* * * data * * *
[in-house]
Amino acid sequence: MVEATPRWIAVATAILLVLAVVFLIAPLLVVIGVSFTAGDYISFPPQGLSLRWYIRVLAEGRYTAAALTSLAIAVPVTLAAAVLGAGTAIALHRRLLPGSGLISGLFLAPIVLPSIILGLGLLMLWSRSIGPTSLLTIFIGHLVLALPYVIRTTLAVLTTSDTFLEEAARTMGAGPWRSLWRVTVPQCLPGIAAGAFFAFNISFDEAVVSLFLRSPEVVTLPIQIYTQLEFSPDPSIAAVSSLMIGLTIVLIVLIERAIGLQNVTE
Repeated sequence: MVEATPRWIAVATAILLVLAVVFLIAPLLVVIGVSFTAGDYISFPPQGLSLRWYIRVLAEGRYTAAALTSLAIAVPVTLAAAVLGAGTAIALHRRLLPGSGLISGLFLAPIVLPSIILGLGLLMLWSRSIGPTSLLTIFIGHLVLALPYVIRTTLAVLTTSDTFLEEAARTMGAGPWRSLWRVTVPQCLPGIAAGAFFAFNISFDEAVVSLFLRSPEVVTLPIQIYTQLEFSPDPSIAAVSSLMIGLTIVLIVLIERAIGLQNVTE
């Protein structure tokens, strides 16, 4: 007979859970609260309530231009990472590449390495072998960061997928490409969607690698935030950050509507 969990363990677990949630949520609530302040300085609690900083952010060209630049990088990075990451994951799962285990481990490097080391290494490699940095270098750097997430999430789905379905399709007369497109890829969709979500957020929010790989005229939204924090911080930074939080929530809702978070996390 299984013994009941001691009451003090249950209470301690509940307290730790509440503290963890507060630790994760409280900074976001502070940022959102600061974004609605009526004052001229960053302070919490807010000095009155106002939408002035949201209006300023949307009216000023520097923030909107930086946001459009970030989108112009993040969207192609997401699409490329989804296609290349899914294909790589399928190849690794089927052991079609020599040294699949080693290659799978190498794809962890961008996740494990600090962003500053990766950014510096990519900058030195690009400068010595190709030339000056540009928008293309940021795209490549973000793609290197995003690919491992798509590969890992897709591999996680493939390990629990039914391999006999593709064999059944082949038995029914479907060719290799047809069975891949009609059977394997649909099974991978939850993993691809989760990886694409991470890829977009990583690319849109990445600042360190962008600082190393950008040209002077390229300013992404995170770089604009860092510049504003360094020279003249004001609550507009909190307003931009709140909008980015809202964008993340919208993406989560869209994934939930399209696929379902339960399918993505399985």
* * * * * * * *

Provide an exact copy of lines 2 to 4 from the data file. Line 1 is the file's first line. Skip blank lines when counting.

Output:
Amino acid sequence: MVEATPRWIAVATAILLVLAVVFLIAPLLVVIGVSFTAGDYISFPPQGLSLRWYIRVLAEGRYTAAALTSLAIAVPVTLAAAVLGAGTAIALHRRLLPGSGLISGLFLAPIVLPSIILGLGLLMLWSRSIGPTSLLTIFIGHLVLALPYVIRTTLAVLTTSDTFLEEAARTMGAGPWRSLWRVTVPQCLPGIAAGAFFAFNISFDEAVVSLFLRSPEVVTLPIQIYTQLEFSPDPSIAAVSSLMIGLTIVLIVLIERAIGLQNVTE
Repeated sequence: MVEATPRWIAVATAILLVLAVVFLIAPLLVVIGVSFTAGDYISFPPQGLSLRWYIRVLAEGRYTAAALTSLAIAVPVTLAAAVLGAGTAIALHRRLLPGSGLISGLFLAPIVLPSIILGLGLLMLWSRSIGPTSLLTIFIGHLVLALPYVIRTTLAVLTTSDTFLEEAARTMGAGPWRSLWRVTVPQCLPGIAAGAFFAFNISFDEAVVSLFLRSPEVVTLPIQIYTQLEFSPDPSIAAVSSLMIGLTIVLIVLIERAIGLQNVTE
């Protein structure tokens, strides 16, 4: 007979859970609260309530231009990472590449390495072998960061997928490409969607690698935030950050509507 969990363990677990949630949520609530302040300085609690900083952010060209630049990088990075990451994951799962285990481990490097080391290494490699940095270098750097997430999430789905379905399709007369497109890829969709979500957020929010790989005229939204924090911080930074939080929530809702978070996390 299984013994009941001691009451003090249950209470301690509940307290730790509440503290963890507060630790994760409280900074976001502070940022959102600061974004609605009526004052001229960053302070919490807010000095009155106002939408002035949201209006300023949307009216000023520097923030909107930086946001459009970030989108112009993040969207192609997401699409490329989804296609290349899914294909790589399928190849690794089927052991079609020599040294699949080693290659799978190498794809962890961008996740494990600090962003500053990766950014510096990519900058030195690009400068010595190709030339000056540009928008293309940021795209490549973000793609290197995003690919491992798509590969890992897709591999996680493939390990629990039914391999006999593709064999059944082949038995029914479907060719290799047809069975891949009609059977394997649909099974991978939850993993691809989760990886694409991470890829977009990583690319849109990445600042360190962008600082190393950008040209002077390229300013992404995170770089604009860092510049504003360094020279003249004001609550507009909190307003931009709140909008980015809202964008993340919208993406989560869209994934939930399209696929379902339960399918993505399985």